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Another Hollywood Flop: A film review of Alex Cross

For fans of Tyler Perry’s hilarious films, you may not be disappointed with Alex Cross—something that I cannot say for myself. In no way shape or form are the Cross novels by author James Patterson humorous. Yet, the latest film adaptation in the series has far too much misplaced banter between the characters.

There is certainly nothing funny about a bowl of fingers that has been cut from the hands of an innocent victim, but Perry makes the scene uncomfortable for the audience with his trademark inappropriate lines. Aside from unnecessary humor, there is a horrible lack of continuity after the previous two installments in the series. Morgan Freeman portrays the title character as being quite obviously more mature and experienced, not to mention physically older, so fans of both the books and films naturally expect this to serve as a prequel. Well, that notion is shot to hell the minute a MacBook and picture phone surface. The technological anachronism throws an awkward and confusing wrench in the timeline of the story and ultimately renders the word “series” useless in terms of the Cross films.

This is in no way a prequel, and if it is indeed a reboot of sorts—my condolences to Mr. Patterson. The only saving grace the film provides is seen in Matthew Fox’s portrayal of the antagonist, the Butcher. His psychotic twitchy motions complement the sense of professionalism in choice of attires as well as in torturing his victims. He offers quite the disturbing illustration of a madman pushed too far, while Perry offers nothing more than a trite performance of a rogue and reckless cop who, throughout the entire film, continues to make frustratingly illogical decisions.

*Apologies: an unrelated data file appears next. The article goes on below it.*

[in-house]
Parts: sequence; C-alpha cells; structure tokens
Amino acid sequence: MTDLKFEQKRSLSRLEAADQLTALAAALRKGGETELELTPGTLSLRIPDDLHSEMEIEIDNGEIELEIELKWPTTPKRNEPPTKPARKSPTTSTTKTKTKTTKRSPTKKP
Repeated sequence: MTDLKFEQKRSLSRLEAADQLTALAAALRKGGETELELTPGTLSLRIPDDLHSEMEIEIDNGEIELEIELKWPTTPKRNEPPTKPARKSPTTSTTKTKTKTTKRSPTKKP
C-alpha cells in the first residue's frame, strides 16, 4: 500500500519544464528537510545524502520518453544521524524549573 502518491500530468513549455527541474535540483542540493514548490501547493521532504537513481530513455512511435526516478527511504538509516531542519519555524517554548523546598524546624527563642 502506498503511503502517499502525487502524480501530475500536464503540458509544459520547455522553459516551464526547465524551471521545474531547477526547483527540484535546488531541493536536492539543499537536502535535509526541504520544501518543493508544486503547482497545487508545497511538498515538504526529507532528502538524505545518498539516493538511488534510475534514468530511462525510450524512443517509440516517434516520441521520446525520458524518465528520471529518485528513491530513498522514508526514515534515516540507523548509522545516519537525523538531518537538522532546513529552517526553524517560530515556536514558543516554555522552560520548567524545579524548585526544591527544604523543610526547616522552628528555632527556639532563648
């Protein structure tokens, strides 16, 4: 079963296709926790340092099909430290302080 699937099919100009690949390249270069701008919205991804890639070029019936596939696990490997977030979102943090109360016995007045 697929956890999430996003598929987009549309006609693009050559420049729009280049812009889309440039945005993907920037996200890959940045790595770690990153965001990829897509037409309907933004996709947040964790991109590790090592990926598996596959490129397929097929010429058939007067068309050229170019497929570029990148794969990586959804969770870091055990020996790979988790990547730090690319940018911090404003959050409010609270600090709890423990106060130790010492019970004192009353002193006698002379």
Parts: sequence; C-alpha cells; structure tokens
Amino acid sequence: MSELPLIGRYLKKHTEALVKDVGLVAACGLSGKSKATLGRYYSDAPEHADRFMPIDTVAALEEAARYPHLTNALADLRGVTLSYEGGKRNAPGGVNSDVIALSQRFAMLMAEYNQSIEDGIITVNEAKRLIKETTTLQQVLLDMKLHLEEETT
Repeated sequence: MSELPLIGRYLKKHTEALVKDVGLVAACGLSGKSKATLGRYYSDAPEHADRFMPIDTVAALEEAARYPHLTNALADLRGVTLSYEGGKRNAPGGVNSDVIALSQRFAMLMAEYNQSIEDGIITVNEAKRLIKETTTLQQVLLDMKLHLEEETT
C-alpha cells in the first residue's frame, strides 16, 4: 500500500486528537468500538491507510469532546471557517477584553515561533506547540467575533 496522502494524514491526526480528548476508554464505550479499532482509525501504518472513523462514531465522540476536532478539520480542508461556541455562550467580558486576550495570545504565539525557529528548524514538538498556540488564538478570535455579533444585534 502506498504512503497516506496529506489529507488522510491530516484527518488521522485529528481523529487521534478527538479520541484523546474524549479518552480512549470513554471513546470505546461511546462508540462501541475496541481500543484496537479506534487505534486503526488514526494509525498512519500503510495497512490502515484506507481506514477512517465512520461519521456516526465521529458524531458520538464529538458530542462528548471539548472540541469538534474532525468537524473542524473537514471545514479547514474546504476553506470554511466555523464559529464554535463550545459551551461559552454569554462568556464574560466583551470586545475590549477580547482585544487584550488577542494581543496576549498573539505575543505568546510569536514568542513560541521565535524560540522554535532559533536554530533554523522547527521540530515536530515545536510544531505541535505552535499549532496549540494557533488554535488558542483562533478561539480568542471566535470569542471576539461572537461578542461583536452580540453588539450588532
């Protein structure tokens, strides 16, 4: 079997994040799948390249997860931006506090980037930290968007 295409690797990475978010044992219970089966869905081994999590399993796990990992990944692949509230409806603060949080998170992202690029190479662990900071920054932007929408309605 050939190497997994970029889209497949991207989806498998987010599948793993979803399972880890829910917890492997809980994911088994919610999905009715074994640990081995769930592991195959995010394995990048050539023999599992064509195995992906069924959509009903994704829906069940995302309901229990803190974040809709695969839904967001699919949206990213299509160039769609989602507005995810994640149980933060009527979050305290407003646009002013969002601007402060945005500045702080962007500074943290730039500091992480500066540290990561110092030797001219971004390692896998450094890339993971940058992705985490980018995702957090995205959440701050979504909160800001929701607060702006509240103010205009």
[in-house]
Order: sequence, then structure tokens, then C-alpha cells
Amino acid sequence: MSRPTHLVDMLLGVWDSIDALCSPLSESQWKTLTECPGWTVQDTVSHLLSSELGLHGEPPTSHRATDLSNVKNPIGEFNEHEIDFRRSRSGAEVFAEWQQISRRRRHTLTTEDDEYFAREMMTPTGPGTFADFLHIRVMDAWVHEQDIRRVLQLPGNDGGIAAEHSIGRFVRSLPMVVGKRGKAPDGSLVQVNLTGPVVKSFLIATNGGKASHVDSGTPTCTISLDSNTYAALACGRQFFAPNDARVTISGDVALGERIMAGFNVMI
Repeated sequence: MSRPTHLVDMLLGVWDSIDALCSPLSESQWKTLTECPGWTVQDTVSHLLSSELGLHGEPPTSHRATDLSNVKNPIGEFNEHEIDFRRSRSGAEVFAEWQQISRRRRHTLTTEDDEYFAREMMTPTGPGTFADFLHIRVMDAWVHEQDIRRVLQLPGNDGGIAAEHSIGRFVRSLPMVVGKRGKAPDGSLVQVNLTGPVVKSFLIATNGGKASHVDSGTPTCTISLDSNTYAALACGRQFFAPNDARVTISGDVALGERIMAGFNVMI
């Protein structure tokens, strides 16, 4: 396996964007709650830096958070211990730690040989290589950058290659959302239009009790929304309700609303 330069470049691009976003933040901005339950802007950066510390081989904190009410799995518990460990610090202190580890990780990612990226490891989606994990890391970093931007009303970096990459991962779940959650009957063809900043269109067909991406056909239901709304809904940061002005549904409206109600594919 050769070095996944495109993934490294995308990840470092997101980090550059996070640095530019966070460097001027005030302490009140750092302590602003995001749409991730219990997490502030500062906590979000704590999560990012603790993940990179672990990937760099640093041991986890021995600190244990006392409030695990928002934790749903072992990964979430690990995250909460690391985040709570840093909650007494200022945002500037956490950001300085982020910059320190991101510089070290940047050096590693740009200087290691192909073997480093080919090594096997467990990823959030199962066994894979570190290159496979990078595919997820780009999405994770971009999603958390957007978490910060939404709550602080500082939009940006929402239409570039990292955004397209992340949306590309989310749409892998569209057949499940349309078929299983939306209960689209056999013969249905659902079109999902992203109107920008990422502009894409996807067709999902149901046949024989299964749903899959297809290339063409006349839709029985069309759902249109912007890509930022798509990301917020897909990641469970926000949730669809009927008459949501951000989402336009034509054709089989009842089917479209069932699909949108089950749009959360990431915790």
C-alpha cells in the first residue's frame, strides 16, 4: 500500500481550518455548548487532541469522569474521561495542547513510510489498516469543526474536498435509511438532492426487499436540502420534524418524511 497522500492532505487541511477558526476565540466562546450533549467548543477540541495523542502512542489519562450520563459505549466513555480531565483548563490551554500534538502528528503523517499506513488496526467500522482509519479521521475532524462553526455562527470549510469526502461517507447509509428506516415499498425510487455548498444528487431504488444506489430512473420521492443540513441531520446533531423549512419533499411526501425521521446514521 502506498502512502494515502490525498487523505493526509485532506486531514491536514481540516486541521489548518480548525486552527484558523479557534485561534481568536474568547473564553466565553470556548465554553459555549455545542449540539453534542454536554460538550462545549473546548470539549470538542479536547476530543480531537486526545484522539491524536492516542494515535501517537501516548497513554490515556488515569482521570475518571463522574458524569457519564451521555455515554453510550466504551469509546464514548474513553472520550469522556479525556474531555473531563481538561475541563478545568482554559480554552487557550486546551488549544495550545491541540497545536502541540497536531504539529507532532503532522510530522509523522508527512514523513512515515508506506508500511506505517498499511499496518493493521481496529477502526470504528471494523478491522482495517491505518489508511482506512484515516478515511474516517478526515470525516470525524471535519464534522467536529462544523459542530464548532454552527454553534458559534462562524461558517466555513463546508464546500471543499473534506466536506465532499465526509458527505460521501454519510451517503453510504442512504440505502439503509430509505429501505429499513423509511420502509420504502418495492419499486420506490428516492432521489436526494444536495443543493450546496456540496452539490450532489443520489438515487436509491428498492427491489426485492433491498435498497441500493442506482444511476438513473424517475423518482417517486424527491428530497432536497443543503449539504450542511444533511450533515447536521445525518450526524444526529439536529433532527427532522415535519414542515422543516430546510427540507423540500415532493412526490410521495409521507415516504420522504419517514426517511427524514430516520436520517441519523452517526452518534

Idris Elba, the actor previously slated to portray the character, dodged a major bullet in not being able to participate in the film. For fans of the book series, the film might come as a catastrophic disappointment, and for fans of the previous films the same might hold true. The element of suspense is overshadowed by flashy effects and unrealistic stunts and the acting is subpar.

Whoever gave the green light for this project ought to be embarrassed by the final product and should consider seeking assistance the next time a script for a beloved and acclaimed series lands on his or her desk, because if a Hollywood flop was on the bucket list then, by all means, Cross it off. If thoughtless humor and trite visual effects are what you’re after this fall, then feel free to sit back and be half-entertained, but if you’re hoping for the psychological suspense that I, and so many others, were eagerly awaiting then consider heading over a few theaters to one of this season’s mindless slasher films instead.



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